a)         the Applicants will meet all costs associated with the proposal including survey and legal costs of formalising and registering the easement, the costs of ongoing maintenance (which shall not be the responsibility of the Council) and the payment of an annual charge;

b)        the Applicants will be responsible for obtaining all necessary approvals and consents required to complete this matter, including from any adjoining landowner/s.

24        The new easement will be registered against Council's title once the boundary adjustment work has been completed.

Merits of proposed easements

25        The access over the land which comprises the Dunedin Town Belt Recreation Reserve adjacent to 139 Harbour Terrace, Dunedin has been in use since at least 2010 when the existing Right of Way easement was registered. The requirements set out above are necessary to maintain the formal use for vehicle access by way of an easement. It is consistent with Council Policy and acknowledges the practical solution which is needed in this situation.

26        This matter needs to be dealt with, in the steps outlined, in order for the Applicants to comply with and give effect to the conditions of approval for SUB 2021-287 and LUC 2021-720.

Council as the Minister of Conservation’s delegate

27        The Council, as the Minister of Conservation’s delegate, has a supervisory role in ensuring that the decision on whether or not to grant the easement has been arrived at in compliance with the requirements of the Reserves Act 1977.  In particular, the Council as the Minister’s delegate, needs to be satisfied that the status of the land has been correctly identified, that there is statutory power to grant the easements, that the necessary statutory processes have been followed, that the classification has been appropriately considered, and the decision is a reasonable one.

OPTIONS (Acting as REGISTERED OWNER AND ADMINISTERING BODY OF DUNEDIN TOWN BELT RECREATION RESERVE)

Option One – Recommended option 

28        Council, acting as the administering body for the Dunedin Town Belt Recreation Reserve, pursuant to Section 48 of the Reserves Act 1977 ;

a)         Approves the partial surrender of an existing vehicular Right of Way easement as it relates to Lot 2 DP 390403 (Instrument 8489286.2) and

b)        Grants a Right of Way easement over part of the Dunedin Town Belt Recreation Reserve to land held as Lot 1 DP 575078 located at 139 Harbour Terrace, Dunedin, on the terms and conditions outlined in this report.

c)         Approves increasing of the existing annual fee for use of the Right of Way for vehicle access to the property at 139 Harbour Terrace, Dunedin from $1,265.00 including GST to $1,500.00 including GST.

Advantages

·    Formalises an existing access situation which provides access to a number of residential units and is in line with Council’s General Policies for reserves management.

·    The proposed easement is unlikely to impact on the public’s use of the reserve and satisfies consent conditions of SUB 2021-287 and LUC 2021-720 and

·    Allows the developer to complete boundary adjustments within the development property served by the vehicular accessway.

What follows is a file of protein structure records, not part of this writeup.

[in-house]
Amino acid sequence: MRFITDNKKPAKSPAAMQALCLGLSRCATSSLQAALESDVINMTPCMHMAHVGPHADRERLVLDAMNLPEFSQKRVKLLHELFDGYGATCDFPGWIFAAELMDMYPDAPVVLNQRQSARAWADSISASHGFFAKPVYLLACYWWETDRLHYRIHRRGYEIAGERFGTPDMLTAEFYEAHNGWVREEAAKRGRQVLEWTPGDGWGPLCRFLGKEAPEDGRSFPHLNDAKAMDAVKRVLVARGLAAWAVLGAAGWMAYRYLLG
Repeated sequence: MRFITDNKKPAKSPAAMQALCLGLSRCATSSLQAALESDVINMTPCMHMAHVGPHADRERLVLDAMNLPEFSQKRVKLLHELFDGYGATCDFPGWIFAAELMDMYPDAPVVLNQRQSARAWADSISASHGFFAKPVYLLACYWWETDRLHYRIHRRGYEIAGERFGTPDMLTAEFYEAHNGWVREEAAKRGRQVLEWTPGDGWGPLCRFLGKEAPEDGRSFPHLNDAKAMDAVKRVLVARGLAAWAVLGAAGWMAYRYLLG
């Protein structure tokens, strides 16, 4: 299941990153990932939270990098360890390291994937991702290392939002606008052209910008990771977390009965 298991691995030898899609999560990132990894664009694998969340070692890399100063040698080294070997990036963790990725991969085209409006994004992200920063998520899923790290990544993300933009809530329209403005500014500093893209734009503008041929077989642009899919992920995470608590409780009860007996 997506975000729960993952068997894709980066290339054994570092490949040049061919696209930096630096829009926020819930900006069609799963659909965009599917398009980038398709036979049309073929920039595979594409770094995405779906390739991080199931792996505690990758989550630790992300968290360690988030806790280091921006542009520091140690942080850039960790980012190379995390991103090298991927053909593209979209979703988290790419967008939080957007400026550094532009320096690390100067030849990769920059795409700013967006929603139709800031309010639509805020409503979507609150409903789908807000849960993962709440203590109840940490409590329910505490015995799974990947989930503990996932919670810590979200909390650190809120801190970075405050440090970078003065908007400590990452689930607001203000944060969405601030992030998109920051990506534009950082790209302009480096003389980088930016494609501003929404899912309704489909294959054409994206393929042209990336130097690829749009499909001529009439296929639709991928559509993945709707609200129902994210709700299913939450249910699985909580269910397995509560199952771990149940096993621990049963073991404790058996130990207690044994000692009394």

Disadvantages

·    There are no material disadvantages. The situation on the ground has existed since at least 2010 and been authorised by a formal registered Right of Way easement. The easement has not limited public recreational use of the wider reserve in this location.

Option Two – Status Quo

29        Do not approve the partial surrender of the existing vehicular Right of Way easement and do not grant a new Right of Way easement over part of the Dunedin Town Belt Recreation Reserve to land held as Lot 1 DP 575078 located at 139 Harbour Terrace, Dunedin

Advantages

·    No material advantages

Disadvantages

·    Does not satisfy the conditions in the approved consents SUB 2021-287 and LUC 2021-720.

·    Does not recognise the long history of use and the practical requirements for vehicular access to the residential units which this access point provides.

·    It would require the Applicant to cease plans to adjust Lot boundaries to accurately record the occupation area within his development.

OPTIONS (ACTING UNDER DELEGATION FROM THE MINISTER OF CONSERVATION)

Option One – recommended option

30        Acting under its delegation from the Minister of Conservation dated 12 June 2013 and pursuant to Section 48 of the Reserves Act 1977;

a)         Approves the partial surrender of an existing vehicular Right of Way easement as it relates to Lot 2 DP 390403 (Instrument 8489286.2) and

b)        Grants a Right of Way easement over part of the Dunedin Town Belt Recreation Reserve to land held as Lot 1 DP 575078 located at 139 Harbour Terrace, Dunedin, on the terms and conditions outlined in this report.

c)         Approves increasing of the existing annual fee for use of the Right of Way for access to the property at 139 Harbour Terrace, Dunedin from $1,265.00 GST incl. to $1,500.00 GST incl.

Advantages

·    Formalises an existing access situation which provides access to a number of residential units and is in line with Council’s General Policies for reserves management.

·    The proposed easement is unlikely to impact on the public’s use of the reserve and satisfies consent conditions of SUB 2021-287 and LUC 2021-720 and

·    Allows the developer to complete boundary adjustments within the development property served by the vehicular accessway.

Disadvantages